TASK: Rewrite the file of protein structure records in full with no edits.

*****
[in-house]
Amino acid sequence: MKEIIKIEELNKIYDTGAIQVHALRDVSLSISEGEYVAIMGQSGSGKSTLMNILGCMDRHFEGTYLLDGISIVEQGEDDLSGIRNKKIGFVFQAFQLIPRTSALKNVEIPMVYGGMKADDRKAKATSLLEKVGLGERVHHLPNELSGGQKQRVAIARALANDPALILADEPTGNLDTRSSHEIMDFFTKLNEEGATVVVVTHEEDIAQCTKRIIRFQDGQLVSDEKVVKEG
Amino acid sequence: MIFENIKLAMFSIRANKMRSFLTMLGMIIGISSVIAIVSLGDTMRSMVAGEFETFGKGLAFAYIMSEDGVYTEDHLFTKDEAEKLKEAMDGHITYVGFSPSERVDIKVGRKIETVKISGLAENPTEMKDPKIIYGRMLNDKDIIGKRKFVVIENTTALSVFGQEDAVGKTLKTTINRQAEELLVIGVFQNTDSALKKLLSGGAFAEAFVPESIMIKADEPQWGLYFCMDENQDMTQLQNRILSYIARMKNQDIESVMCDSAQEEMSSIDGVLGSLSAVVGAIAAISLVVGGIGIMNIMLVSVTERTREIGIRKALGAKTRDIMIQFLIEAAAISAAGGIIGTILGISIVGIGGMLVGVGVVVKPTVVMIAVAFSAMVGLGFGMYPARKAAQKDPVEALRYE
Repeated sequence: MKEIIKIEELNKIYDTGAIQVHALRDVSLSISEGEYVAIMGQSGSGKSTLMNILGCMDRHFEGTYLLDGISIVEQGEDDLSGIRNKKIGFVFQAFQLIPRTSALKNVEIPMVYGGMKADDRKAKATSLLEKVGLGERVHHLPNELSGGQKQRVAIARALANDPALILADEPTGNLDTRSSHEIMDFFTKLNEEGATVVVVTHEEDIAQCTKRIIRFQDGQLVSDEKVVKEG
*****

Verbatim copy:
[in-house]
Amino acid sequence: MKEIIKIEELNKIYDTGAIQVHALRDVSLSISEGEYVAIMGQSGSGKSTLMNILGCMDRHFEGTYLLDGISIVEQGEDDLSGIRNKKIGFVFQAFQLIPRTSALKNVEIPMVYGGMKADDRKAKATSLLEKVGLGERVHHLPNELSGGQKQRVAIARALANDPALILADEPTGNLDTRSSHEIMDFFTKLNEEGATVVVVTHEEDIAQCTKRIIRFQDGQLVSDEKVVKEG
Amino acid sequence: MIFENIKLAMFSIRANKMRSFLTMLGMIIGISSVIAIVSLGDTMRSMVAGEFETFGKGLAFAYIMSEDGVYTEDHLFTKDEAEKLKEAMDGHITYVGFSPSERVDIKVGRKIETVKISGLAENPTEMKDPKIIYGRMLNDKDIIGKRKFVVIENTTALSVFGQEDAVGKTLKTTINRQAEELLVIGVFQNTDSALKKLLSGGAFAEAFVPESIMIKADEPQWGLYFCMDENQDMTQLQNRILSYIARMKNQDIESVMCDSAQEEMSSIDGVLGSLSAVVGAIAAISLVVGGIGIMNIMLVSVTERTREIGIRKALGAKTRDIMIQFLIEAAAISAAGGIIGTILGISIVGIGGMLVGVGVVVKPTVVMIAVAFSAMVGLGFGMYPARKAAQKDPVEALRYE
Repeated sequence: MKEIIKIEELNKIYDTGAIQVHALRDVSLSISEGEYVAIMGQSGSGKSTLMNILGCMDRHFEGTYLLDGISIVEQGEDDLSGIRNKKIGFVFQAFQLIPRTSALKNVEIPMVYGGMKADDRKAKATSLLEKVGLGERVHHLPNELSGGQKQRVAIARALANDPALILADEPTGNLDTRSSHEIMDFFTKLNEEGATVVVVTHEEDIAQCTKRIIRFQDGQLVSDEKVVKEG